Fatal Fortnight: Arthur Ponsonby and the Fight for British Neutrality in 1914

Fatal Fortnight: Arthur Ponsonby and the Fight for British Neutrality in 1914

Duncan Marlor / Jan 23, 2020

Fatal Fortnight Arthur Ponsonby and the Fight for British Neutrality in Numerous books have been published about the First World War but few have focused on the machinations in the British parliament and the role it played in the decision to go to war Britain after all

  • Title: Fatal Fortnight: Arthur Ponsonby and the Fight for British Neutrality in 1914
  • Author: Duncan Marlor
  • ISBN: 9781473822863
  • Page: 490
  • Format: Hardcover
  • Numerous books have been published about the First World War but few have focused on the machinations in the British parliament and the role it played in the decision to go to war Britain, after all, could not have entered the conflict without clear approval from MPs One hundred years on, Fatal Fortnight reexamines the arguments which Parliament heard against British warNumerous books have been published about the First World War but few have focused on the machinations in the British parliament and the role it played in the decision to go to war Britain, after all, could not have entered the conflict without clear approval from MPs One hundred years on, Fatal Fortnight reexamines the arguments which Parliament heard against British war entry and reflects on how the world might have been had the decision gone a different way At the center of the stormy debate was the enigmatic Arthur Ponsonby Born into the heart of the aristocracy, the son of Queen Victoria s Private Secretary and pageboy to the Queen, Ponsonby was a champion of social reform and of democratic foreign policy His grandfather fought at Waterloo and his brother was a Brigadier who served on the Western Front he himself loathed war and sought alternatives, and as Chairman of the Liberal Foreign Affairs Committee he led the backbench battle to try to keep Britain out of the 1914 war Alongside the unraveling political drama a human story emerges of how family support for Ponsonby and his allies sustained them as the world closed in.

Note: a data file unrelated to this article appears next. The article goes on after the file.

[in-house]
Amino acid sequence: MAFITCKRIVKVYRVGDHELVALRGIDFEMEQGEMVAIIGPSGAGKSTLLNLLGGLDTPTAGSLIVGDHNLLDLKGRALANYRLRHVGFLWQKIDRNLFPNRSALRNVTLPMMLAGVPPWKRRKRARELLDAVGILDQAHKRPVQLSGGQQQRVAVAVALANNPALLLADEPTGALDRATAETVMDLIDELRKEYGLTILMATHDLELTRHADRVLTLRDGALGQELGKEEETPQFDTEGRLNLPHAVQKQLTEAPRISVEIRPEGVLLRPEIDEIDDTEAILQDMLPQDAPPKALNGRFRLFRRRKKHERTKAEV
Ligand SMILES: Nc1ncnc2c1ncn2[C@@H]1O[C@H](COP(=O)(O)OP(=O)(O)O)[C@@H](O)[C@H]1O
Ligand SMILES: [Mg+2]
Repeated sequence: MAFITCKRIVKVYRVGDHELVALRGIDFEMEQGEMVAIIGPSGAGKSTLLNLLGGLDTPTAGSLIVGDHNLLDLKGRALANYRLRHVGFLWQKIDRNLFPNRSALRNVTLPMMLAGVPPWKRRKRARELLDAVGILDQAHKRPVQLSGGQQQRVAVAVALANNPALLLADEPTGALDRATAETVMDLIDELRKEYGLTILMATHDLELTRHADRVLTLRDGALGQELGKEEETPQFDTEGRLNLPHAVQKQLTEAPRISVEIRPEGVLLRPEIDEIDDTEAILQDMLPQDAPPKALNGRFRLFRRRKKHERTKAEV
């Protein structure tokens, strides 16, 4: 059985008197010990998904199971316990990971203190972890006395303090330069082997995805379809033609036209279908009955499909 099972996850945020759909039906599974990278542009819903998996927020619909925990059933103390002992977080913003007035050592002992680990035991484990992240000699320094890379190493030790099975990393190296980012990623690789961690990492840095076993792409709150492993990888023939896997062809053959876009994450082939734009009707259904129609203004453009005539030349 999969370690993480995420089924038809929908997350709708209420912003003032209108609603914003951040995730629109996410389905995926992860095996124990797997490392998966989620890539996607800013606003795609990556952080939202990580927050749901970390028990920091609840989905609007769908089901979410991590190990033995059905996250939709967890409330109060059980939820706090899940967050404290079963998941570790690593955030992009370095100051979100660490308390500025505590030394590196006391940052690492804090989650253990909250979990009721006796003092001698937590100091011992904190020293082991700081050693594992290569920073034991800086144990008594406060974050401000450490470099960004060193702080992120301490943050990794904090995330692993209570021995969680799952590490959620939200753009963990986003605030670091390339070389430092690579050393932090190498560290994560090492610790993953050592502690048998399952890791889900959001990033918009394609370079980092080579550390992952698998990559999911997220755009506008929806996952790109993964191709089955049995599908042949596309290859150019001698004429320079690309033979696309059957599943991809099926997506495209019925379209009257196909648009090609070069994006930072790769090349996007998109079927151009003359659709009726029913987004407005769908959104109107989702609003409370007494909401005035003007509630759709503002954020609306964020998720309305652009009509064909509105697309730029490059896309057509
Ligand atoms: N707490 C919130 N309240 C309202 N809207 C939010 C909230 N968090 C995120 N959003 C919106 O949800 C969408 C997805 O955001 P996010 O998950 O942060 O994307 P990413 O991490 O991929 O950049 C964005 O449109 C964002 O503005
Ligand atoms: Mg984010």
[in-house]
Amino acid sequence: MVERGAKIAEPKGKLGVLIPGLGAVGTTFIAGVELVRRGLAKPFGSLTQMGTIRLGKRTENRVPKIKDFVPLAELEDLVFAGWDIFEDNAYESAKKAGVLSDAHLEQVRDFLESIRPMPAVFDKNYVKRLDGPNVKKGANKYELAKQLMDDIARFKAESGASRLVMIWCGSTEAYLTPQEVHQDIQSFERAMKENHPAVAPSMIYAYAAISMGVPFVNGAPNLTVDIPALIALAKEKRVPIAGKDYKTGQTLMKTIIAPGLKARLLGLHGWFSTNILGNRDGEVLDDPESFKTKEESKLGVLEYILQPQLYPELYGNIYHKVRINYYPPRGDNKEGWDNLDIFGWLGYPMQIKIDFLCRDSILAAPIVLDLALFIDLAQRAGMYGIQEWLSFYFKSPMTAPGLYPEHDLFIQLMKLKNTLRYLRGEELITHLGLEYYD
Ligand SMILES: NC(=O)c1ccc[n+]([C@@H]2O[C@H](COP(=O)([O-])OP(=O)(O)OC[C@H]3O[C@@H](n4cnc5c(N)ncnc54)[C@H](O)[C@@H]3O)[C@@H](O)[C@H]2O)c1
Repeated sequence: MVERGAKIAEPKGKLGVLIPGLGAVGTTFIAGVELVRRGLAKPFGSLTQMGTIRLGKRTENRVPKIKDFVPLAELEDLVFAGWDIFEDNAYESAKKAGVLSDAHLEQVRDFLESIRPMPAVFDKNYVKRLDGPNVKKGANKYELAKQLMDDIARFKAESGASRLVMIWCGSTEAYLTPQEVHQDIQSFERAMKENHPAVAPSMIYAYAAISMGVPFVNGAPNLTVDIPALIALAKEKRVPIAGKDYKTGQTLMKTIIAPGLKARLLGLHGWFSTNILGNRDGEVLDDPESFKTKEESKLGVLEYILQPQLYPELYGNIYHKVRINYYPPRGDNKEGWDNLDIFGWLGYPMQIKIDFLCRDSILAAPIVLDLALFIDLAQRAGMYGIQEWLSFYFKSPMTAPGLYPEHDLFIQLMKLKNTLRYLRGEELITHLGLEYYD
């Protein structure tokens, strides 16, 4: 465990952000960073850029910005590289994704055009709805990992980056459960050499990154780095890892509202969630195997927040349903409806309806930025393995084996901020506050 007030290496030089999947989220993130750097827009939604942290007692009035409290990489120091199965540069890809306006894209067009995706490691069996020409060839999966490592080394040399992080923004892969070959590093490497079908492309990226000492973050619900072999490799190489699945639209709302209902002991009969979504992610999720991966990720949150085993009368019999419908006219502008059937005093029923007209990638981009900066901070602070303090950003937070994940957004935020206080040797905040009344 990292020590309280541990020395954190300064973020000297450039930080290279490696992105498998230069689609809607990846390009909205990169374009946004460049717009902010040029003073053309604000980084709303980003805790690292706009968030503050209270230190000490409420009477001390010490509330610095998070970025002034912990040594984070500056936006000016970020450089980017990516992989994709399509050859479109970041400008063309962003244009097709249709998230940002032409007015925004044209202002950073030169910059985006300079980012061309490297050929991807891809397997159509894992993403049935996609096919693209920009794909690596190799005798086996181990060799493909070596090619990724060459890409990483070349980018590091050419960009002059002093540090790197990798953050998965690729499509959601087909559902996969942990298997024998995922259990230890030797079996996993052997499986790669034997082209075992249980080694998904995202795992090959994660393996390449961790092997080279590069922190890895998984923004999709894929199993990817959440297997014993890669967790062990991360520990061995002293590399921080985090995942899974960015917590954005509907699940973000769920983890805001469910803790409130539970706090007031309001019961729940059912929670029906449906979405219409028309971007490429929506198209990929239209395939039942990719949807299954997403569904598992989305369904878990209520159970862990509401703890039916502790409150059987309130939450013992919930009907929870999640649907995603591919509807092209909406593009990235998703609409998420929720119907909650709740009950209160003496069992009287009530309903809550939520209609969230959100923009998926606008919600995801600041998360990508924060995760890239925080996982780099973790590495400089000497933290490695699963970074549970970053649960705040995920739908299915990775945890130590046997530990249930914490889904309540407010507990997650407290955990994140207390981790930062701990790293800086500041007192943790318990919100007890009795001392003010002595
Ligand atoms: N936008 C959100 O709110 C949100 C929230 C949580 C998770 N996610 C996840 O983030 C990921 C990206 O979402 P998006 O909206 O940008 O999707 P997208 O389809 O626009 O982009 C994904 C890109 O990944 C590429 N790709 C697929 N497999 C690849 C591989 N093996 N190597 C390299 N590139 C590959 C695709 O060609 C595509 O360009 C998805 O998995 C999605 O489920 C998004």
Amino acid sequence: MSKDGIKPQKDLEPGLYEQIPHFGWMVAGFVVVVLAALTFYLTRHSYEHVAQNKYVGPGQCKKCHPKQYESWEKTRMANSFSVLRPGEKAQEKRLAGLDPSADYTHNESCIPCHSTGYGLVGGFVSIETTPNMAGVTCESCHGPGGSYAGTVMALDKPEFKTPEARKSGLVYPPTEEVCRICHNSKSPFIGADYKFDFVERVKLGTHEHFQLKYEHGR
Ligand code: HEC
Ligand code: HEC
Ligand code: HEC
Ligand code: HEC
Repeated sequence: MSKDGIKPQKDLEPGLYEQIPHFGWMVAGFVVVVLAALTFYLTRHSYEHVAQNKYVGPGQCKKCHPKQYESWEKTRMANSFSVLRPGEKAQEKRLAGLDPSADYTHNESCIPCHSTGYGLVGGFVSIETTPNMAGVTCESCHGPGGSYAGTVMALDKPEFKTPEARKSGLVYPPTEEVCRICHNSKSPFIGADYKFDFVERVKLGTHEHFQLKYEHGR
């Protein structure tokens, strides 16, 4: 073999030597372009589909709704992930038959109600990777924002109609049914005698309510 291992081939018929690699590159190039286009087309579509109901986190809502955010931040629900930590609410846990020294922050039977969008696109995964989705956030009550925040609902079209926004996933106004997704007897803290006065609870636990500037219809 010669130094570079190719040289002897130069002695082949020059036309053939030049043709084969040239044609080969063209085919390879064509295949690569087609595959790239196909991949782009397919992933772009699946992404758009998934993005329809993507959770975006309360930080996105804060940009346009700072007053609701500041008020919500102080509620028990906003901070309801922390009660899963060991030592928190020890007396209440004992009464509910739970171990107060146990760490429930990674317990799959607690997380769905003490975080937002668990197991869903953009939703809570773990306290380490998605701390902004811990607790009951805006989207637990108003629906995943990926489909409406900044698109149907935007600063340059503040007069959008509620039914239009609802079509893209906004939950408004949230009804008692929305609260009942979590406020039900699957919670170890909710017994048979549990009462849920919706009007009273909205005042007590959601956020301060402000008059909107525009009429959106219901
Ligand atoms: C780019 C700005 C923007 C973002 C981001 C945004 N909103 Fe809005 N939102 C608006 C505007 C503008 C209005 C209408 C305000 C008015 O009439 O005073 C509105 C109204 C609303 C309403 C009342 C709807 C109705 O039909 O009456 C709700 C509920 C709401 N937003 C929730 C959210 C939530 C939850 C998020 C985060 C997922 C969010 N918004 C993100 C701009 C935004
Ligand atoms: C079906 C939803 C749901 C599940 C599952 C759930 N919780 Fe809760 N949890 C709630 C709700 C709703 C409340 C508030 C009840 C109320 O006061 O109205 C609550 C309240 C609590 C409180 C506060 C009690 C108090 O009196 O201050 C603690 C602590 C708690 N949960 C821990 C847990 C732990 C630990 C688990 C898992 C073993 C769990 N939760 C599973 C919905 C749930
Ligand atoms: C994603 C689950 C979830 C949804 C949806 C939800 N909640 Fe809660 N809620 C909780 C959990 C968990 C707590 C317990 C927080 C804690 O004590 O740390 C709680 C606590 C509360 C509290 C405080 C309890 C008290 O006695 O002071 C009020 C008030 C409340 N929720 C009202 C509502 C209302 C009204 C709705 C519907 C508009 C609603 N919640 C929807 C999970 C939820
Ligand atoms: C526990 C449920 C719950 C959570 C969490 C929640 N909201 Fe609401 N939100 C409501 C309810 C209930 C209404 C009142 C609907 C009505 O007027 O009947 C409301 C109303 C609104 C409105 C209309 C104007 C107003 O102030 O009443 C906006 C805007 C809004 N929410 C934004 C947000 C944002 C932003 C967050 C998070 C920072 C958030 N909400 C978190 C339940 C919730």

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      Published :2019-02-20T14:24:05+00:00

    About "Duncan Marlor"

      • Duncan Marlor

        Duncan Marlor Is a well-known author, some of his books are a fascination for readers like in the Fatal Fortnight: Arthur Ponsonby and the Fight for British Neutrality in 1914 book, this is one of the most wanted Duncan Marlor author readers around the world.


    303 Comments

    1. A fascinating day-by-day account of how Parliament went to war in 1914. The personalities are deftly brought to life by judicious use of quotes although I'd like to have read more about 'the other side', especially Lord Grey (he of the lights going out all over Europe).The only thing that was missing was a convincing explanation of how the British people went from being anti-war to cheering in the streets on the 3rd of August.Well worth a read for anyone interested in history, politics or the ma [...]


    2. The story of Parliament during the run-up to the First World War isn't well-known: certainly significantly less has been written about it than about the run-up to the Second. So this book is an interesting addition to the literature.Marlor presents a view "from the bottom", in the sense that he's concerned with the actions of backbench MPs trying to keep Britain neutral. The book is therefore good to compare against The Guns of August which looks at the same events more from the view of the prot [...]


    3. A recounting of the neutrality movement leading up to WWI in England. This group was larger than you might think and many of the governing Liberals were members. But their fight against the pro-war movement was doomed by the treaty agreement with France and Russia about which Parliament was kept in the dark. Newspapers were largely jingoist. The Times the worst of the bunch. Neutralists during the war were hounded, beaten and sometimes jailed. The level of viciousness quite astounding. In 1917 a [...]


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